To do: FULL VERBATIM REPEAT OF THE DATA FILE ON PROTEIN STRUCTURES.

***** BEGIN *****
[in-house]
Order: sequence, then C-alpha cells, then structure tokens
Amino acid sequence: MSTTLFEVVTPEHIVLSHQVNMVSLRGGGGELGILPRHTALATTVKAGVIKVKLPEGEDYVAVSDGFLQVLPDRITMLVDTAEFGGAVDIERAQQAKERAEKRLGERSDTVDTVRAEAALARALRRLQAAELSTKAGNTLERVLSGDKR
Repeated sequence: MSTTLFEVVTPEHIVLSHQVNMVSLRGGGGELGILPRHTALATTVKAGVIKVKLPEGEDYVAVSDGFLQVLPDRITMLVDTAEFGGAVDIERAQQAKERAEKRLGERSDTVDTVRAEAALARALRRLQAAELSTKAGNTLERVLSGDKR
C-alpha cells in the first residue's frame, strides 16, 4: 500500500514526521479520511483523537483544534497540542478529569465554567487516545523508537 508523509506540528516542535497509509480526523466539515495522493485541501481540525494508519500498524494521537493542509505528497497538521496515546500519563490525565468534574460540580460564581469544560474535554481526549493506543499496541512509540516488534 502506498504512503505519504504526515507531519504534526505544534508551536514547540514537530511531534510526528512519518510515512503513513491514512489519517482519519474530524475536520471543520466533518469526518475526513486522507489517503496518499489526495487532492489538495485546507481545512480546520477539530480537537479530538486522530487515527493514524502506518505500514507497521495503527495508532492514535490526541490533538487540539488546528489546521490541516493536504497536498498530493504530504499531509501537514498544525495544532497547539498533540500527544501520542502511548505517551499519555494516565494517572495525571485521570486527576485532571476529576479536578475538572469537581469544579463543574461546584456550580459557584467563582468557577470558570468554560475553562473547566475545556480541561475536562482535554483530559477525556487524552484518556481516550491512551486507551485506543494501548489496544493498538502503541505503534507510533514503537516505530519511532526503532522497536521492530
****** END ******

[in-house]
Order: sequence, then C-alpha cells, then structure tokens
Amino acid sequence: MSTTLFEVVTPEHIVLSHQVNMVSLRGGGGELGILPRHTALATTVKAGVIKVKLPEGEDYVAVSDGFLQVLPDRITMLVDTAEFGGAVDIERAQQAKERAEKRLGERSDTVDTVRAEAALARALRRLQAAELSTKAGNTLERVLSGDKR
Repeated sequence: MSTTLFEVVTPEHIVLSHQVNMVSLRGGGGELGILPRHTALATTVKAGVIKVKLPEGEDYVAVSDGFLQVLPDRITMLVDTAEFGGAVDIERAQQAKERAEKRLGERSDTVDTVRAEAALARALRRLQAAELSTKAGNTLERVLSGDKR
C-alpha cells in the first residue's frame, strides 16, 4: 500500500514526521479520511483523537483544534497540542478529569465554567487516545523508537 508523509506540528516542535497509509480526523466539515495522493485541501481540525494508519500498524494521537493542509505528497497538521496515546500519563490525565468534574460540580460564581469544560474535554481526549493506543499496541512509540516488534 502506498504512503505519504504526515507531519504534526505544534508551536514547540514537530511531534510526528512519518510515512503513513491514512489519517482519519474530524475536520471543520466533518469526518475526513486522507489517503496518499489526495487532492489538495485546507481545512480546520477539530480537537479530538486522530487515527493514524502506518505500514507497521495503527495508532492514535490526541490533538487540539488546528489546521490541516493536504497536498498530493504530504499531509501537514498544525495544532497547539498533540500527544501520542502511548505517551499519555494516565494517572495525571485521570486527576485532571476529576479536578475538572469537581469544579463543574461546584456550580459557584467563582468557577470558570468554560475553562473547566475545556480541561475536562482535554483530559477525556487524552484518556481516550491512551486507551485506543494501548489496544493498538502503541505503534507510533514503537516505530519511532526503532522497536521492530